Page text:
Building projects – All the roof trusses on our Saxon house are now complete with the last two trusses just waiting to be erected. Treewright Darren and the team are busy making oak plank boarding for the walls of the building and it is really starting to take shape. Meanwhile we have been rethatching another of our smaller Roundhouses, repainting another Roundhouse and are about to commence the renovation and redesign of our large Stone Age house. The Daub has been stripped from the Llandygai Longhouse and next week we take delivery of some beautiful Scots Pine for the renewed framework.

New collaborations – Our Stone Age House project is part of an exciting collaboration with Wessex Archaeology, the largest commercial archaeological unit in the country, they will be both a part of the planning and building process and we are thrilled to be working with such a lovely bunch! Talking of lovely people this year we have joined into an ongoing research partnership with UCL Institute of Archaeology. We will be working closely together on a range of research projects and also hosting their annual experimental archaeology course. This took place at Butser for the first time at the end of September when over 100 academics and students descended on the farm for five days of experimental archaeology. It was a real pleasure having them on site and we are very excited to see what the future of this partnership brings.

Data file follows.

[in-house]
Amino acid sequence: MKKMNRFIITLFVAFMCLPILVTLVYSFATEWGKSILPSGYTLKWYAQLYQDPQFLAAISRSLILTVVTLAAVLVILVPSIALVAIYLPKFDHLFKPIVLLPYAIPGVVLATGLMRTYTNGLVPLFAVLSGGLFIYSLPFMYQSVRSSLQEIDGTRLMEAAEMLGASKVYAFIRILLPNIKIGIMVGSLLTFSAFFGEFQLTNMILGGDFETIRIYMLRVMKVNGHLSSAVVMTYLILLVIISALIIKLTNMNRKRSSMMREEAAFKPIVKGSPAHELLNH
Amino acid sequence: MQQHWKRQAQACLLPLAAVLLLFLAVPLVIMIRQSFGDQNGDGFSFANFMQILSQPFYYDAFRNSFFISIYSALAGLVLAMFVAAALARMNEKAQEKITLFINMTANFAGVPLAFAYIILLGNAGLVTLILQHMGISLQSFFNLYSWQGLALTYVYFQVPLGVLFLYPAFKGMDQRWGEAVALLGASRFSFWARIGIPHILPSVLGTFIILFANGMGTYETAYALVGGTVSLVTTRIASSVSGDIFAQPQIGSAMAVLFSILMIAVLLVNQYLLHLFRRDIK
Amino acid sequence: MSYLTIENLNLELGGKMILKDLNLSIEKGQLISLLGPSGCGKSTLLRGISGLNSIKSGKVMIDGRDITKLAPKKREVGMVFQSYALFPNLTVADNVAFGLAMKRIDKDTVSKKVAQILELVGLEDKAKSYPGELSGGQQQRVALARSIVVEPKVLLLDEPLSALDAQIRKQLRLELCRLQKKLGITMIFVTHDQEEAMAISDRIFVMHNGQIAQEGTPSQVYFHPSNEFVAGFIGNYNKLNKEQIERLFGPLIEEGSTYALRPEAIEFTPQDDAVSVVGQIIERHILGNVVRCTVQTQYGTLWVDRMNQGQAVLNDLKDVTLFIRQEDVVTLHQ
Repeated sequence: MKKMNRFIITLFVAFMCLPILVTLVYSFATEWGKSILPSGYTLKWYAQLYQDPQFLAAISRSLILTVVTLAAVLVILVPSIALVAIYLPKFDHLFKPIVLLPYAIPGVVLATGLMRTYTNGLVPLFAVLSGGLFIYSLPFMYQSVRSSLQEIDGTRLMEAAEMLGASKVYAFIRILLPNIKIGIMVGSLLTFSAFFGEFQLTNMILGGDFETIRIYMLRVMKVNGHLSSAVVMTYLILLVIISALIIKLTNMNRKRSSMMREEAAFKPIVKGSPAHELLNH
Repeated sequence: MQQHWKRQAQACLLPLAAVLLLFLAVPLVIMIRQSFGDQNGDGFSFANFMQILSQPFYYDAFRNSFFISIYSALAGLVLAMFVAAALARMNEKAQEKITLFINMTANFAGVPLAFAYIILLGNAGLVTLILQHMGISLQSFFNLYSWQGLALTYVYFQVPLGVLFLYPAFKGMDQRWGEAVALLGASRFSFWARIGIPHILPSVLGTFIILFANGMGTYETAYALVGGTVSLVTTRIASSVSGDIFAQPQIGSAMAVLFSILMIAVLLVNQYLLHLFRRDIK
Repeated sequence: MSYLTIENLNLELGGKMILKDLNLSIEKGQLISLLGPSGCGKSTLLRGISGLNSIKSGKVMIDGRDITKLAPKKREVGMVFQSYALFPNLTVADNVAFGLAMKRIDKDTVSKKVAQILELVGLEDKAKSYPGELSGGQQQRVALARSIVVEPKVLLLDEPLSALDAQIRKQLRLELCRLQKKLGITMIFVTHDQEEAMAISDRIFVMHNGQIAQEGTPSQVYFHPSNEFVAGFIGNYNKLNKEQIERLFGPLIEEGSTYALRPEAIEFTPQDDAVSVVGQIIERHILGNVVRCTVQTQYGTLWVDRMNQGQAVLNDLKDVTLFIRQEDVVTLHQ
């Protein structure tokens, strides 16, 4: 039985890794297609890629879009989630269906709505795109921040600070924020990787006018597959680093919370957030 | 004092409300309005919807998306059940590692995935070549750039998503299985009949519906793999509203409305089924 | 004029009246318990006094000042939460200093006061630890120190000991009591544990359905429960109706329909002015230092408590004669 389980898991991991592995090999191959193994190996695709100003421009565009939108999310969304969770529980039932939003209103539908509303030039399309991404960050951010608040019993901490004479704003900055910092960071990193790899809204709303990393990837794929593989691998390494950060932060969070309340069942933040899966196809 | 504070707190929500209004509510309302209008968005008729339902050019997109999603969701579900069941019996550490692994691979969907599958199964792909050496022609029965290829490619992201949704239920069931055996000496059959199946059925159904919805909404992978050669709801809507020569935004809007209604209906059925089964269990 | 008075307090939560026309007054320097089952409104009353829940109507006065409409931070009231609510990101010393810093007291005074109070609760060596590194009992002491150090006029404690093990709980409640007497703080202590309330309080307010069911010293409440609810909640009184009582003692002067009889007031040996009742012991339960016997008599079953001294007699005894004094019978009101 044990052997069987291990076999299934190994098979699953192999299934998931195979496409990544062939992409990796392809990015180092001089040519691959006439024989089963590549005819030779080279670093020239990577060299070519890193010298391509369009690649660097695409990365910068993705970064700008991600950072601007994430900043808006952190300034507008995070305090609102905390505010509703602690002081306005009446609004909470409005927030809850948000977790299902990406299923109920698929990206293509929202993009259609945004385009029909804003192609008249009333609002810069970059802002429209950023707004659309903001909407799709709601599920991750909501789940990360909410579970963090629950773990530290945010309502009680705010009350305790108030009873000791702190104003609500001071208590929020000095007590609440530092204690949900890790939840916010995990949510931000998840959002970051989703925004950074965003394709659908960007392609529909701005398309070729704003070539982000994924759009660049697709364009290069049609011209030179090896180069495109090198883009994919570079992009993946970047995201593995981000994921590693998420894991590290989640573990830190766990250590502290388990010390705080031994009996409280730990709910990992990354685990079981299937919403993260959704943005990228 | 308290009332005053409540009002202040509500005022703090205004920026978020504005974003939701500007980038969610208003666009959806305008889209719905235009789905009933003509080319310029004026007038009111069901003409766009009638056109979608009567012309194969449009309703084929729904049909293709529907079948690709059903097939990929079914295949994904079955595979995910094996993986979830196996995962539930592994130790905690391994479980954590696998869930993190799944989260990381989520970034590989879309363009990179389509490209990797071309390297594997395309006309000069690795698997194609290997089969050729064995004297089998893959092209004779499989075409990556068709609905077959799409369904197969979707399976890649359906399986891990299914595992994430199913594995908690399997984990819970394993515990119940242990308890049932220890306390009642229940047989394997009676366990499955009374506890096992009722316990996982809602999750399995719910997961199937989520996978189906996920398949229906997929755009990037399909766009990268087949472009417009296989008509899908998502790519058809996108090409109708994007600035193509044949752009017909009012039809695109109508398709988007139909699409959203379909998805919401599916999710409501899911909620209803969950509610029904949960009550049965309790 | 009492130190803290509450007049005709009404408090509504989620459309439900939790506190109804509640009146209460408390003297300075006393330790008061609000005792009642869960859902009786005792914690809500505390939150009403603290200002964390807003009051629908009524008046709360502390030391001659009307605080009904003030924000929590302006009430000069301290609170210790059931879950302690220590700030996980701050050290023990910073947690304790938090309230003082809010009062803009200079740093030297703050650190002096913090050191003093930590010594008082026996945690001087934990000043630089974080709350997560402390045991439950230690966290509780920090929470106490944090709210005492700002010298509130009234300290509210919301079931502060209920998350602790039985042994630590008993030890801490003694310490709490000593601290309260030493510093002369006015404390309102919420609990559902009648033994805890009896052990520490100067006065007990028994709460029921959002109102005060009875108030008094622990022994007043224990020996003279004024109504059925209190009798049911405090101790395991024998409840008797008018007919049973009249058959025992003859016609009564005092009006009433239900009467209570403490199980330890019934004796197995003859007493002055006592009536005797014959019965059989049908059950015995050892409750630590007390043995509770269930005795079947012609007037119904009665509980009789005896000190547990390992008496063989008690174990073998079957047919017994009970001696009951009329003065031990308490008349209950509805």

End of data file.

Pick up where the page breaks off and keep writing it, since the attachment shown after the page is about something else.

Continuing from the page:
Amazing animals – This year has been a great year for wildlife on the farm. Joining our sheep, goats and pigs we’ve seen owls, bats, red kites, kestrels, foxes, deer and even seem to now have a resident hare! In recent weeks we have been hearing the stags rutting in the surrounding woodland which has been a wonderfully evocative autumnal sound.

There is lots we’ve missed but we hope that gives an overview of just some of the recent excitement at the farm! We’ll end with some beautiful pictures taken this morning of the farm in all its autumnal glory!

 

 

Butser Wildlife Watch July 2019